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June 17, 1976 - Image 2

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Michigan Daily, 1976-06-17

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Page Two

THE MICHIGAN DAILY

Thursday, June 17, 1976

Per TaTH.IHIA.AIYTurdy Jn 7,17

om--

Alaska pipeline builder
denies poor construction

Prisoners lose rights in India

..,,..

ANCHORAGE, Alaska a') -
Welded sections of the trans-
Alaskan oil pipeline are "the
best in the history of pipelin-
ing," says the man responsible
for the system, as a congres-
sional panel prepares to investi-
gate the system's construction.
"We're just over-controlling"
the quality of welds on the huge
pipeline system, says Edward
L. Patton, chairman of Alyes-
ka Pipeline Service Co.
THE congressional hearing,
which begins today in Wash-
ington, stems from an Alyeska
audit acknowledging the exist-
ence of about 4,000 problem
welds, which hold together each
40-foot pipe section.
Meanwhile, the head of the
international Pipeliners Union
798 in Tulsa, Okla., through
which all pipeline welders are
hired, has suggested the prob-
lem might not be the welds as
much as the pipes,
"I have to think that there's
something undetectable about

the welds that's not right, may-
be the texture of the steel,"
said Clifton Thorneberry, busi-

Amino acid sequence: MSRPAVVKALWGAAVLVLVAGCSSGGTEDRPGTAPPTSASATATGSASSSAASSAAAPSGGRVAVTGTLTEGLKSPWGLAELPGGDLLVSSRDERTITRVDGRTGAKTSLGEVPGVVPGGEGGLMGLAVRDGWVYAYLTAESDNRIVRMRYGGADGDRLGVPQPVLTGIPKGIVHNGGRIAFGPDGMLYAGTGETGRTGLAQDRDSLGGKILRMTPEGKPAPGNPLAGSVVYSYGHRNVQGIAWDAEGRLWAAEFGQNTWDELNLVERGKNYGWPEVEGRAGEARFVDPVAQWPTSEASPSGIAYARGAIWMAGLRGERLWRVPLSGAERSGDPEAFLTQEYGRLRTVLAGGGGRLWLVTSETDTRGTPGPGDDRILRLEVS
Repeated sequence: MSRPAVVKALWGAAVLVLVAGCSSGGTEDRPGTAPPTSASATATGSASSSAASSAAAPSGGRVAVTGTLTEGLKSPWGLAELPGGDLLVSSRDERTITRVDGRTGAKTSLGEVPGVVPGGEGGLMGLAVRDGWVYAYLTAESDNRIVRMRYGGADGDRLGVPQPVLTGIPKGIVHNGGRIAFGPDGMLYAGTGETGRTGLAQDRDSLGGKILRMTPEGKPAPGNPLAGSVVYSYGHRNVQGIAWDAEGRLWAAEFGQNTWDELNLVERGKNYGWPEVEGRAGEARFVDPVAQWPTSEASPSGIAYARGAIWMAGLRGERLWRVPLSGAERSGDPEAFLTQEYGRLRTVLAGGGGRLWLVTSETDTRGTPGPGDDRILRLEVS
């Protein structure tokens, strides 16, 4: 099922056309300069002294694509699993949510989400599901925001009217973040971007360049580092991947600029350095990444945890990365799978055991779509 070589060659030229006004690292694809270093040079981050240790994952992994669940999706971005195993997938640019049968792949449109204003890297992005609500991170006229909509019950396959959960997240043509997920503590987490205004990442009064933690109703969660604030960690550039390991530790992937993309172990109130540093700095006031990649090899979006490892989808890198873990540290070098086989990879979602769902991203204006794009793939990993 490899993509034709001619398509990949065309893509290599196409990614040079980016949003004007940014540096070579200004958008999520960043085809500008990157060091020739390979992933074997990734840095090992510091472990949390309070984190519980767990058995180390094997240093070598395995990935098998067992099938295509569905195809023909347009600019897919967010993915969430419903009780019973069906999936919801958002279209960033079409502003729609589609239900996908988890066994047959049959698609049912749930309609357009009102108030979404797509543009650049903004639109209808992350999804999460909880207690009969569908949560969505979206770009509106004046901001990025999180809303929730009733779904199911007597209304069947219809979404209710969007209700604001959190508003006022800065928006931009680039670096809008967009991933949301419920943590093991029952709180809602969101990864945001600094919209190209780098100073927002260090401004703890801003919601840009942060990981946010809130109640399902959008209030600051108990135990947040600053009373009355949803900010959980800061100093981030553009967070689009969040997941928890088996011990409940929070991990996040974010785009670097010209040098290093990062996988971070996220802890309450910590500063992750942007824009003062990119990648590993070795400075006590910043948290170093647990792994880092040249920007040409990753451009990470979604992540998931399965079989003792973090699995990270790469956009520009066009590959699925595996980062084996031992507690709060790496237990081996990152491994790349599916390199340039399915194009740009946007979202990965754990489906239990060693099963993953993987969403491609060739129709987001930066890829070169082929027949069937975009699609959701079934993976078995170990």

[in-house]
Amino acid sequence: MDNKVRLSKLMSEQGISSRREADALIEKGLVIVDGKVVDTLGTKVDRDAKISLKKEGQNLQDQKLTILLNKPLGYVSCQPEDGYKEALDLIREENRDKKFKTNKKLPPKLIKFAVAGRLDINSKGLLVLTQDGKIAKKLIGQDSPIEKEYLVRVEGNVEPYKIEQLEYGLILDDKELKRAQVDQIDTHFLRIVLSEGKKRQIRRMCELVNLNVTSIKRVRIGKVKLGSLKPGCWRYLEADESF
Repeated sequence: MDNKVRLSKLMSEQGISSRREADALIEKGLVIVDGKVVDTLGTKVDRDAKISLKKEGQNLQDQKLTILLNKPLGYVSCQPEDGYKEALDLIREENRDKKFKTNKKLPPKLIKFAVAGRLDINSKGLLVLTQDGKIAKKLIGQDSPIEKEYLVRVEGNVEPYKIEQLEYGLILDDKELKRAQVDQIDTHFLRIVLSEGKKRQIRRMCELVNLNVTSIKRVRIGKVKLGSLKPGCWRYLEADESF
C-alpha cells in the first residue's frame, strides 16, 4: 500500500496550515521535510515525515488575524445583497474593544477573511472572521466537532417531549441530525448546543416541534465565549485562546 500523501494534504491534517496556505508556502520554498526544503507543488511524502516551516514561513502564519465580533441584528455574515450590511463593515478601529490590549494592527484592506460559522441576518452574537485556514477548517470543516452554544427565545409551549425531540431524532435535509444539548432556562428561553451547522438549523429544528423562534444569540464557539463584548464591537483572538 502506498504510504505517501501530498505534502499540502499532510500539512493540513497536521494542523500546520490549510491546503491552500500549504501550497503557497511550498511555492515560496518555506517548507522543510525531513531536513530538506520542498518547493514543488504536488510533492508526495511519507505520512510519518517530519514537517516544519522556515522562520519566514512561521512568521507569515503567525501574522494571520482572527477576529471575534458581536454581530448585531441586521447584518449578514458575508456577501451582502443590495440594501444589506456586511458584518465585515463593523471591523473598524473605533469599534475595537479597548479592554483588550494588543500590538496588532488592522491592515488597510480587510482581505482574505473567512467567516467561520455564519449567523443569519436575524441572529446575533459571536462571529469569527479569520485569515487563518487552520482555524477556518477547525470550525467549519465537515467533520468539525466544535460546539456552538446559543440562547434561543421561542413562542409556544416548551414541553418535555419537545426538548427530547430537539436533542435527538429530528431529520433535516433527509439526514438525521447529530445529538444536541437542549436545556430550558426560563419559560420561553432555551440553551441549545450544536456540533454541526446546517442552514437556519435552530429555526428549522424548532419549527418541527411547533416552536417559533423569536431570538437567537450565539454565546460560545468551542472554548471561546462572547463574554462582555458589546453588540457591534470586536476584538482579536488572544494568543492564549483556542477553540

ness agent for the world's only
pipeline workers union.
"IT'S inconceivable to me
to think there are 4,000 bad
welds, or even 1,000 bad welds,"
said Thorneberry, noting that
Alyeska officials in Tulsa test
and certify every welder be-
fore he's sent to Alaska to work
on the pipeline.
Faulty seams, falsified weld
X rays, 358 stolen photographs
and claims of inefficient man-
agement control have led some
federal and Alaskan officials
to predict the project's com-
pletion could be delayed months
beyond its scheduled July 1977
inauguration date.
Some of the problem welds
in the 800-mile pipeline from
oil-rich Prudhoe Bay south to
Valdez are already buried in
below-ground sections of the
system and others already laid
under wild rivers.

NEW DELHI, India (/P-The
Indian government yesterday
tightened its grip on thousands
of political prisoners by extend-
ing for one year its right to
hold them without trial or for-
mal charges.
The move - extending the
time they can be held to two
years - was seen as a strong
indication that Prime Minister
Indira Kandhi had no imme-
diate plans to lift the state of
emergency she imposed last
June 26.
A GOVERNMENT statement
said the action was taken "for